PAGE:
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Integrate Biblical spirituality into psychotherapy and examine centuries-old answers to modern psychological questions! The Joint Commision on the Accreditation of Hospitals now mandates taking spiritual assessments of all patients. This book is devoted to helping therapists employ Biblical spirituality in the actual treatment program. Biblical Stories for Psychotherapy and Counseling: A Sourcebook organizes the wisdom of the Old Testament into episodes that can shed light on specific psychological issues. From the familiar to the obscure, these stories can help us better understand self-esteem, loyalty and obligations, decision making, temptation, anger, morality, various disorders, family dynamics, support systems, developmental issues, recovery issues, aging, suicidal behavior, and more. From the authors: “As brilliant and as penetrating as Freud's insights are, they are limited in the sense that Freud relied heavily on Greek myth and literature for his models and ideas. His view of man was in many ways that of the Greeks—a view that concentrated on the pathological underside of man and on the bedrock of his developmental problems. The Greeks could never really shake the sense of doom, the foreboding and the fatalism that led so many great figures in Greek literature and in real life Greek history to depression and, in a surprising number of cases, to suicide. In contrast, the focus of the Bible is far more optimistic; depression can be successfully dealt with, and suicide is a sad error that should be—and usually can be—avoided. It encourages people to hope and teaches that day-to-day human effort has a purpose and meaning and that heroism is not a fair or useful aim for man to set for himself. The Bible offers the hope of filling every moment of human life with greater meaning and feeling. “New solutions to mental health problems are always welcome. Ours is a new approach, yet a very old one. We present stories that offer a vast treasure of knowledge and wisdom about the way people think and act, and why they do so. The stories are drawn from the Hebrew Bible, a compendium whose latest books are already twenty-four hundred or so years old. Yet, through all those centuries, the basic story of man's searching and yearning has changed little. We shall concentrate on the psychological meaning of these narratives and what they tell us about how their characters dealt with challenges of family, handicap, depression, and more.” You'll also find information drawn from modern clinical research that parallels the Biblical narratives. The wisdom gained from these ancient stories is applied to help people gain self-understanding and deal with their own situations today. For psychotherapists, these Biblical foundation stories can be used as a basis for integrating spirituality into psychotherapy. The story of Moses, who overcame a speech problem, can be applied to the problems of a Midwestern college student, and the account of David and Goliath can help a businessman overcome his fears of “lack of macho.” A small sample of the Bible stories—and their clinical implications—that you'll find in this volume: the foundation of self-esteem: Saul the courage to emigrate: Abraham assuming responsibility for one's self: Lot's wife focusing on one's main aim: Sarah and Hagar dealing with commandments: Abraham and Isaac dealing with temptations: Adam and Eve drunkenness and disrespect: Noah reciprocity between generations: Naomi and Ruth amoral intellectualism: Balaam aging: Ecclesiastes dealing with disability: Moses and Aaron abandonment: David protected regression: Jonah Biblical Stories for Psychotherapy and Counseling: A Sourcebook will become a well-used reference in your professional/teaching collection. These Biblical stories will be helpful to therapists, cle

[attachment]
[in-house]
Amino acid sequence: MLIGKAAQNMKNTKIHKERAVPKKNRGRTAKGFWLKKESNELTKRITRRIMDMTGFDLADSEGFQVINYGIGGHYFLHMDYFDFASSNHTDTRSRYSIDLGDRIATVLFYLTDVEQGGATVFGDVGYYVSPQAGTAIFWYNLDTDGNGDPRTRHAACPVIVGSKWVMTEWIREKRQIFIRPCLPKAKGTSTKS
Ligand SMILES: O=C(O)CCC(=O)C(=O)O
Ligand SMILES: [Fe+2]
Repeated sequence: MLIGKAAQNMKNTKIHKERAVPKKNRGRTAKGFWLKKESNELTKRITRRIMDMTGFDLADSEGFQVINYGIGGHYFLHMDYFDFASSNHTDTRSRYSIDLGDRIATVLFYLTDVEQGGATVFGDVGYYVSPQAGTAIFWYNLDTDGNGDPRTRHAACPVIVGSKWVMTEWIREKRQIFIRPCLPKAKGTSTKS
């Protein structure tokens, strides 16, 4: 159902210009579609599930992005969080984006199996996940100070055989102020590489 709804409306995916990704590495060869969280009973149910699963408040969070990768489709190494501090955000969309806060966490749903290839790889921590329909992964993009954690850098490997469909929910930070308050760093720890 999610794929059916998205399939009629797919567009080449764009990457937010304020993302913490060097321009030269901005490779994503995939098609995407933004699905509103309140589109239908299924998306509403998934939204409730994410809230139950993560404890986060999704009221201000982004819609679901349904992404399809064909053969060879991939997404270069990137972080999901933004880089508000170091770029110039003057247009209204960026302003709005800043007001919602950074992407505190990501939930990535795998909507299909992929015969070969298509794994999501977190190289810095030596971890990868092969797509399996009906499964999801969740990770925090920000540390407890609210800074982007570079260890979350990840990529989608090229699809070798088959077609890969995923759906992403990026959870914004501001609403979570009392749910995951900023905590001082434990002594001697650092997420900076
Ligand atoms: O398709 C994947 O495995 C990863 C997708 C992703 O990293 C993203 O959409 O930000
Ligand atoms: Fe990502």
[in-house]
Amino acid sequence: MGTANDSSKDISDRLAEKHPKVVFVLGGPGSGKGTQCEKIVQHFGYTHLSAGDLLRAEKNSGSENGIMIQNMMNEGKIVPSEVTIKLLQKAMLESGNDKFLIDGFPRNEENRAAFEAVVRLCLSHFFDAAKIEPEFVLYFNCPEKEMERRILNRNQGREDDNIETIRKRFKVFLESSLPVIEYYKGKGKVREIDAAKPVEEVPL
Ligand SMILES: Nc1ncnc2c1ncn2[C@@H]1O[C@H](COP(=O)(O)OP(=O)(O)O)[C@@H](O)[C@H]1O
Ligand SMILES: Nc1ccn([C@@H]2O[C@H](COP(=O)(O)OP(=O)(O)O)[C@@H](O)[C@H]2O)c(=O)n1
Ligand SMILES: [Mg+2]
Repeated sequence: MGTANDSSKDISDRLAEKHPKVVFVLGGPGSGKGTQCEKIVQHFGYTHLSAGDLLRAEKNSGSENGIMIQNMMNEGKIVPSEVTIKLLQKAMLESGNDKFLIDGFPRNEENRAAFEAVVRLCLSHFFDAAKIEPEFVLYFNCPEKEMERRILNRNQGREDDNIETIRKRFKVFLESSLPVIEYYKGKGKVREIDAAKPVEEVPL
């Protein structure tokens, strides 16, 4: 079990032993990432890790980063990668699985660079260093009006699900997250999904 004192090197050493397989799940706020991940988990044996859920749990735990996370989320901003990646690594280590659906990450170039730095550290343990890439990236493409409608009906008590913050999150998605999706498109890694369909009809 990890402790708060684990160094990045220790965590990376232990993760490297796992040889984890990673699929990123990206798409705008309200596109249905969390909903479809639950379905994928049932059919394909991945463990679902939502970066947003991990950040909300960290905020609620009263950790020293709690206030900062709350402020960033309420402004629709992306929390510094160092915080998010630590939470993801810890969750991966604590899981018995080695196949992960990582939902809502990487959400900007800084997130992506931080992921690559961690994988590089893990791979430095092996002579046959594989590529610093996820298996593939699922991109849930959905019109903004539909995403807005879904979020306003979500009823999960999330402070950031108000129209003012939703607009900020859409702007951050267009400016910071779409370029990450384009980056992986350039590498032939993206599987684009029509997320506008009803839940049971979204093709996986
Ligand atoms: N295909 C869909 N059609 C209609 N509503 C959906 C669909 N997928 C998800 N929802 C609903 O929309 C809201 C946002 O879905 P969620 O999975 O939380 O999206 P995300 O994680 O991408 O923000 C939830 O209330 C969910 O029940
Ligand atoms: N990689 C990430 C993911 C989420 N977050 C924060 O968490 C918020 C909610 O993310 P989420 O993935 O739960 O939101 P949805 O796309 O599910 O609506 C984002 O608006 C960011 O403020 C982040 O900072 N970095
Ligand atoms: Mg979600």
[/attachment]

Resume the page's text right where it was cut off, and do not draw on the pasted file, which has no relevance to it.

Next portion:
The Power of Spirituality in Therapy

Author: Peter A Kahle
Publisher: Routledge
ISBN: 1317718526
Format: PDF, ePub
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Factor your clients' religious beliefs into their therapy! A recent Gallup poll found that nearly two-thirds of Americans surveyed said they would prefer to receive counseling from a therapist who is religious. The Power of Spirituality in Therapy: Integrating Spiritual and Religious Beliefs in Mental Health Practice addresses the apprehensions many clinicians have when it comes to discussing God with their clients. Authors Peter A. Kahle and John M. Robbins draw from their acclaimed workshops on the integration of spirituality and psychotherapy to teach therapists how they can help clients make positive life changes that are consistent with their values and spiritual and/or religious orientations. The Power of Spirituality in Therapy combines psychotherapy, spirituality, and humor to examine the “pink elephants” of academia-Godphobia and institutional a-spiritualism. The book explores the “learned avoidance” that has historically limited therapists in their ability—and willingness—to engage clients in “God-talk” and presents clinicians with methods they can use to incorporate spirituality into psychotherapy. Topics such as truth, belief, postmodernism, open-mindedness, and all-inclusiveness are examined through empirical findings, practical steps and cognitive processes, and clinical stories. The Power of Spirituality in Therapy includes: To Be (Ethical) or Not to Be? WHAT is the Question? To Believe or Not to Believe? That is NOT the Question! The Deification of Open-Mindedness Learning From Our Clients In God Do Therapists Trust? and much more! The Power of Spirituality in Therapy is an essential resource for therapists, counselors, mental health practitioners, pastoral counselors, and social work professionals who deal with clients who require therapy that reflects the importance of God in their lives. This guide will help those brave enough to explore how their own spiritual beliefs and/or biases can create problems when working with those clients.